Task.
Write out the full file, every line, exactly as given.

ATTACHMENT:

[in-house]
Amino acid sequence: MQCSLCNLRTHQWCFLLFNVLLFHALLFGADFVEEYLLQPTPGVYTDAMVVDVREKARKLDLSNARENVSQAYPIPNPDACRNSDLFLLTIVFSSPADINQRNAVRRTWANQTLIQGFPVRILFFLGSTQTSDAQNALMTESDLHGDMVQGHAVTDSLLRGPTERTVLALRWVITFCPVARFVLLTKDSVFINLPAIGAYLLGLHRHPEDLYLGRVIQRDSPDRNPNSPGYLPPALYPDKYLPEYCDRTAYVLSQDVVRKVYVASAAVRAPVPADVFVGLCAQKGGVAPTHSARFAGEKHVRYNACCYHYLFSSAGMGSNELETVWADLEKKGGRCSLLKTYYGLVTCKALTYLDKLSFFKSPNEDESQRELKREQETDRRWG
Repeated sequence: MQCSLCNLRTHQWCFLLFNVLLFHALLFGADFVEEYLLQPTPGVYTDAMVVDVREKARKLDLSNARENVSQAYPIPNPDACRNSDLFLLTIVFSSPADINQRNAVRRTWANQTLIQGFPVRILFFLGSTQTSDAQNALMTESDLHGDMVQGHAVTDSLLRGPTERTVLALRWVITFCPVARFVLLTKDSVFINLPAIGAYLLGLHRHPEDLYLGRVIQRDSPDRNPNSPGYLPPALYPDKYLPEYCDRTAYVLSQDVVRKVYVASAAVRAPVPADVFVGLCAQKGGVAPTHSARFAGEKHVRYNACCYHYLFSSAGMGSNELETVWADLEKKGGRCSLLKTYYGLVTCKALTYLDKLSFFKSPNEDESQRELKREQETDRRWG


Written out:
[in-house]
Amino acid sequence: MQCSLCNLRTHQWCFLLFNVLLFHALLFGADFVEEYLLQPTPGVYTDAMVVDVREKARKLDLSNARENVSQAYPIPNPDACRNSDLFLLTIVFSSPADINQRNAVRRTWANQTLIQGFPVRILFFLGSTQTSDAQNALMTESDLHGDMVQGHAVTDSLLRGPTERTVLALRWVITFCPVARFVLLTKDSVFINLPAIGAYLLGLHRHPEDLYLGRVIQRDSPDRNPNSPGYLPPALYPDKYLPEYCDRTAYVLSQDVVRKVYVASAAVRAPVPADVFVGLCAQKGGVAPTHSARFAGEKHVRYNACCYHYLFSSAGMGSNELETVWADLEKKGGRCSLLKTYYGLVTCKALTYLDKLSFFKSPNEDESQRELKREQETDRRWG
Repeated sequence: MQCSLCNLRTHQWCFLLFNVLLFHALLFGADFVEEYLLQPTPGVYTDAMVVDVREKARKLDLSNARENVSQAYPIPNPDACRNSDLFLLTIVFSSPADINQRNAVRRTWANQTLIQGFPVRILFFLGSTQTSDAQNALMTESDLHGDMVQGHAVTDSLLRGPTERTVLALRWVITFCPVARFVLLTKDSVFINLPAIGAYLLGLHRHPEDLYLGRVIQRDSPDRNPNSPGYLPPALYPDKYLPEYCDRTAYVLSQDVVRKVYVASAAVRAPVPADVFVGLCAQKGGVAPTHSARFAGEKHVRYNACCYHYLFSSAGMGSNELETVWADLEKKGGRCSLLKTYYGLVTCKALTYLDKLSFFKSPNEDESQRELKREQETDRRWG